Germany’s €6.5bn 10-year inaugural green bond was a milestone in sustainable finance as its innovative twin-bond structure finally made it possible to measure the elusive green premium or “greenium” in a benchmark deal that also created a liquid green curve as a reference rate for European markets.
The ability to clearly show the price advantage of issuing green debt has forever changed the dialogue with investors, and creating a liquid curve will have long-lasting implications for markets and central banks as the greening of the financial system continues.
“The way that Germany approached it was not to come to the green market, but to bring the green market to the entire capital markets by providing a liquid curve,” said Hugues Delafon, a managing director for sustainable banking at Credit Agricole CIB, which was mandated by the Ministry of Finance as sole structuring adviser.
A benchmark transaction from an issuer of Germany’s status was always going to get the market’s attention, but its twin bond structure was an innovative and ambitious development.
Although the greenium had been much debated in the course of 2020, no borrower had issued conventional and green bonds simultaneously with the same terms to allow a direct comparison that would conclusively prove its existence and set a new benchmark for pricing green deals.
Germany settled on the twin bond structure after a well-organised, systematic and highly collaborative process between ministries and opted to issue in a syndicated format.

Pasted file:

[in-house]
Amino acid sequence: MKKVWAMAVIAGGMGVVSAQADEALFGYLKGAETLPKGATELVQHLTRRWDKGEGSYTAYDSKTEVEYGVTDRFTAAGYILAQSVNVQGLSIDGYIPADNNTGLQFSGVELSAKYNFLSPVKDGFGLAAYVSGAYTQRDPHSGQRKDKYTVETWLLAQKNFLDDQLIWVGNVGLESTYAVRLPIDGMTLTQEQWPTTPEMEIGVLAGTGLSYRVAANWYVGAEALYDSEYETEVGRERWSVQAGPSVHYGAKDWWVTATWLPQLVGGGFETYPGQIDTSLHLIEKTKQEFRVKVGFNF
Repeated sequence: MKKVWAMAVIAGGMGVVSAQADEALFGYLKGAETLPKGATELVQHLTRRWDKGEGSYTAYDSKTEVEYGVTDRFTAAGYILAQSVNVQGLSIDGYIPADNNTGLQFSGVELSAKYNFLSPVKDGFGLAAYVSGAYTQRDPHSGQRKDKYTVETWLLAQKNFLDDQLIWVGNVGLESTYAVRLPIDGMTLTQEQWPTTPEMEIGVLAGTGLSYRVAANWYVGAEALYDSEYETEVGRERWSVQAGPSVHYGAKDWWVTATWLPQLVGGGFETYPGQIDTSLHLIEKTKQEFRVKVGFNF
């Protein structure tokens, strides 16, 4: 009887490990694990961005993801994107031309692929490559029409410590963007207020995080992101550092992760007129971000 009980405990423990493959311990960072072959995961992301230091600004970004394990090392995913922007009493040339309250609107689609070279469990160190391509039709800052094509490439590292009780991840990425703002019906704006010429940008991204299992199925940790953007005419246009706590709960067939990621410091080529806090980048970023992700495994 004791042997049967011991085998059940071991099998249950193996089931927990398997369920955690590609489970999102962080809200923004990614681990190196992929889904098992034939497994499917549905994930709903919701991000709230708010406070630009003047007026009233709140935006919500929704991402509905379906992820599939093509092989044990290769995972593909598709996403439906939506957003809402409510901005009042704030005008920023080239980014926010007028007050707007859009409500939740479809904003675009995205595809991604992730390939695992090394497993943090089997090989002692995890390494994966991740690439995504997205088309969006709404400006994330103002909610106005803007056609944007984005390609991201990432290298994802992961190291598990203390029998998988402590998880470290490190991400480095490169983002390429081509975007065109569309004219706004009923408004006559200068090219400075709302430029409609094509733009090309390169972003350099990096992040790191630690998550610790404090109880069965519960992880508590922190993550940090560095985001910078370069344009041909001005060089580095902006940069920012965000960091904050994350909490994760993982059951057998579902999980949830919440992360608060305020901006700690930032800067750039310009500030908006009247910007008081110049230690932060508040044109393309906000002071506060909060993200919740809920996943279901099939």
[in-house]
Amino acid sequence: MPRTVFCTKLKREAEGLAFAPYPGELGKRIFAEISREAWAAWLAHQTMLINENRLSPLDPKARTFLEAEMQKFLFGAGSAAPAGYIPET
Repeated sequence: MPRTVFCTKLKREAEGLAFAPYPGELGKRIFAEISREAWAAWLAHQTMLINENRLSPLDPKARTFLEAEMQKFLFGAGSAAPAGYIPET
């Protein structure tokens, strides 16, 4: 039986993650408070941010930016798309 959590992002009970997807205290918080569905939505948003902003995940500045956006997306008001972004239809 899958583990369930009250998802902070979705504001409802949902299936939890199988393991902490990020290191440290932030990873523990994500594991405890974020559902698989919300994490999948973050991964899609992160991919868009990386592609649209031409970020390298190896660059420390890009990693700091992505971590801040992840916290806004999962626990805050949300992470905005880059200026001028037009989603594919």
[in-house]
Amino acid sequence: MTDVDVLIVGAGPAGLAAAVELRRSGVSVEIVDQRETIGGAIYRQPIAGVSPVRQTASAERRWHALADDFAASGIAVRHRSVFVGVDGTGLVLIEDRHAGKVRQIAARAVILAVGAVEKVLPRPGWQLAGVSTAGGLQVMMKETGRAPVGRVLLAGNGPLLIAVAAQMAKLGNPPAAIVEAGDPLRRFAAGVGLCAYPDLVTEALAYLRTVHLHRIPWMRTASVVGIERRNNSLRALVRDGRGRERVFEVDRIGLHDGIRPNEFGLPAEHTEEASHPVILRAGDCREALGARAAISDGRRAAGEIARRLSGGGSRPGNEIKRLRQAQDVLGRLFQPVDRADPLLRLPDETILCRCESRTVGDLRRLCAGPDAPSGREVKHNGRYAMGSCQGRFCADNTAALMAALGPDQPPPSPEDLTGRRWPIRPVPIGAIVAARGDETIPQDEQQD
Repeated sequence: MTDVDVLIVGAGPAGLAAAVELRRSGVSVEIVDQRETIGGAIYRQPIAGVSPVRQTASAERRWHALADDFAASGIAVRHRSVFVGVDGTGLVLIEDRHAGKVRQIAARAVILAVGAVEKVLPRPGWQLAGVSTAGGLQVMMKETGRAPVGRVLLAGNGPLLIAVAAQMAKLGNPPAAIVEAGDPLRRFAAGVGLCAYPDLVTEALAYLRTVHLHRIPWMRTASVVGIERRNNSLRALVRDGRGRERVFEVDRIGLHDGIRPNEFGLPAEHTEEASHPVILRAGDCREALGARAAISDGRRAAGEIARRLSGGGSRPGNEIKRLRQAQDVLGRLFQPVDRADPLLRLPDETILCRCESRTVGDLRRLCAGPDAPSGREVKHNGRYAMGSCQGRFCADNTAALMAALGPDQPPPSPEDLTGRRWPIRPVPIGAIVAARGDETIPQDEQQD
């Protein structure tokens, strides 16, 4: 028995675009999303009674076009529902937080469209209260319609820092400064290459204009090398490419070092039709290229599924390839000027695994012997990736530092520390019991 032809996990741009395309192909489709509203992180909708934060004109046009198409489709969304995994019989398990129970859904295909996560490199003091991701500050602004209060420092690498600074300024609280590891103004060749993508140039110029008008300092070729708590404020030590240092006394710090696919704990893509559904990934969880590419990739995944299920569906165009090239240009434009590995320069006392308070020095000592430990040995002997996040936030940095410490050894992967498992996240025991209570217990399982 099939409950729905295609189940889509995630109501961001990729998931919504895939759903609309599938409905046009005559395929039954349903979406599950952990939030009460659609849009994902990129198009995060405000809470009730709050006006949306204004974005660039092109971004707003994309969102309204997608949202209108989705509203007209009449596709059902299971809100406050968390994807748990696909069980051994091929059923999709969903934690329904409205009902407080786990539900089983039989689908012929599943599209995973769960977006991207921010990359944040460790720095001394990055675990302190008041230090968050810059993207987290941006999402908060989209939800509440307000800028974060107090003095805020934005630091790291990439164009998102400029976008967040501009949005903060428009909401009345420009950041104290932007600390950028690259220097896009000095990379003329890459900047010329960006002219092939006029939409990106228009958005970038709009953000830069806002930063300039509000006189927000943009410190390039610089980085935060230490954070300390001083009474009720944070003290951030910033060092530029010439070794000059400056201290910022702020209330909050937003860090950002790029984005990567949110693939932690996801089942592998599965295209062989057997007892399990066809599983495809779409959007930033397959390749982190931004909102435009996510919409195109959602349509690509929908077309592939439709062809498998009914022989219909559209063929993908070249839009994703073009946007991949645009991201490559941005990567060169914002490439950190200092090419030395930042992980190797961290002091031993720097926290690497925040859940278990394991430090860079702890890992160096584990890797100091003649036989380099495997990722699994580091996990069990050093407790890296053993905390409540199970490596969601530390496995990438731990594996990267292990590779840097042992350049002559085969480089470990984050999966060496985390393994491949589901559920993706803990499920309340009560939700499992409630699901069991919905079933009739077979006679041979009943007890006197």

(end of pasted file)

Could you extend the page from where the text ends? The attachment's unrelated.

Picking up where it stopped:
The structure created twin green and conventional securities with identical maturities and coupons (although not issue size), which gave a clear insight into the price differential between conventional and green bonds and investor appetite for different maturities. The interchangeability of the two ensured liquidity.
“Germany’s transaction is the scientific demonstration of the greenium,” said Eric Busnel, deputy head of SSA origination at CA-CIB.
The deal was ready to launch in the second quarter, but Germany decided to wait until after summer as Covid-19 continued to buffet the markets. Leads Barclays, Credit Agricole, Commerzbank, Deutsche Bank, JP Morgan and UniCredit started marketing the August 2030 green transaction flat to Germany's conventional August 2030 in early September.
More than €33bn of demand helped Germany to move the level to 1bp tighter than the conventional Bund, erasing all new issue premium and pricing through the conventional curve. Remarkably only one investor out of 300 dropped out as a result.
Germany's debt agency Finanzagentur retained €500m of the deal, which tightened in secondary trading, highlighting market acceptance of the format that was used again on November 4.
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